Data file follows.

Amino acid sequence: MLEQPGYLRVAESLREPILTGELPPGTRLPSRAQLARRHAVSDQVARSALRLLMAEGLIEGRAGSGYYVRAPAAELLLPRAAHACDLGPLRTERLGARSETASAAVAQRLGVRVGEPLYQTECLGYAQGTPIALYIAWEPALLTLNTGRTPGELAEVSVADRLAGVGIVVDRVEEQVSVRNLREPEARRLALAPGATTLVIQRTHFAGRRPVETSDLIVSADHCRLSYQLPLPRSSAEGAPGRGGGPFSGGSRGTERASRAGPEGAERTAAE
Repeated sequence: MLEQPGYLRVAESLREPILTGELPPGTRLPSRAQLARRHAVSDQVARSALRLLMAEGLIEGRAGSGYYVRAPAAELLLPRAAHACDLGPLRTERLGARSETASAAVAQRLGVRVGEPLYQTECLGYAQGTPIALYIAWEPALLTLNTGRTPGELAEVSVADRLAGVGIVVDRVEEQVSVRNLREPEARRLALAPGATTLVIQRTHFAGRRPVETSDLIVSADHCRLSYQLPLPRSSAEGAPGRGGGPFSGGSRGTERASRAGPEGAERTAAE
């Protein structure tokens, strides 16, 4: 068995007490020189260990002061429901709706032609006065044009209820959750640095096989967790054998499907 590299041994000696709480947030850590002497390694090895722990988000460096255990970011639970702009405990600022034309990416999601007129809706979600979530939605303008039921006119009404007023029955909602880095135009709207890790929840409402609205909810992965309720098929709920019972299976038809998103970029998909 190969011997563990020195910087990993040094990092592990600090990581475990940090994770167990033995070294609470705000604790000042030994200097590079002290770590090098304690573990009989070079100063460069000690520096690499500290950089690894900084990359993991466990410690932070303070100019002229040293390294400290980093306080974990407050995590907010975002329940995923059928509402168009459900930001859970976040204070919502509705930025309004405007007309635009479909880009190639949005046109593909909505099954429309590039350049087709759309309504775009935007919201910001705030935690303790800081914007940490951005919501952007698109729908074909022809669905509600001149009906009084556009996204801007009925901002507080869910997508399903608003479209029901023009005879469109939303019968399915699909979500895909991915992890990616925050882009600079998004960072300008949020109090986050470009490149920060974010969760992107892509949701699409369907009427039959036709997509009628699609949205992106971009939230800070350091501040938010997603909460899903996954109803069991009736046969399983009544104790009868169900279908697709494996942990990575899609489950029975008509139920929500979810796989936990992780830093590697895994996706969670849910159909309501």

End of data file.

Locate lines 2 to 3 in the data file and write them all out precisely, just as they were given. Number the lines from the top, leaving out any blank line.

Repeated sequence: MLEQPGYLRVAESLREPILTGELPPGTRLPSRAQLARRHAVSDQVARSALRLLMAEGLIEGRAGSGYYVRAPAAELLLPRAAHACDLGPLRTERLGARSETASAAVAQRLGVRVGEPLYQTECLGYAQGTPIALYIAWEPALLTLNTGRTPGELAEVSVADRLAGVGIVVDRVEEQVSVRNLREPEARRLALAPGATTLVIQRTHFAGRRPVETSDLIVSADHCRLSYQLPLPRSSAEGAPGRGGGPFSGGSRGTERASRAGPEGAERTAAE
């Protein structure tokens, strides 16, 4: 068995007490020189260990002061429901709706032609006065044009209820959750640095096989967790054998499907 590299041994000696709480947030850590002497390694090895722990988000460096255990970011639970702009405990600022034309990416999601007129809706979600979530939605303008039921006119009404007023029955909602880095135009709207890790929840409402609205909810992965309720098929709920019972299976038809998103970029998909 190969011997563990020195910087990993040094990092592990600090990581475990940090994770167990033995070294609470705000604790000042030994200097590079002290770590090098304690573990009989070079100063460069000690520096690499500290950089690894900084990359993991466990410690932070303070100019002229040293390294400290980093306080974990407050995590907010975002329940995923059928509402168009459900930001859970976040204070919502509705930025309004405007007309635009479909880009190639949005046109593909909505099954429309590039350049087709759309309504775009935007919201910001705030935690303790800081914007940490951005919501952007698109729908074909022809669905509600001149009906009084556009996204801007009925901002507080869910997508399903608003479209029901023009005879469109939303019968399915699909979500895909991915992890990616925050882009600079998004960072300008949020109090986050470009490149920060974010969760992107892509949701699409369907009427039959036709997509009628699609949205992106971009939230800070350091501040938010997603909460899903996954109803069991009736046969399983009544104790009868169900279908697709494996942990990575899609489950029975008509139920929500979810796989936990992780830093590697895994996706969670849910159909309501």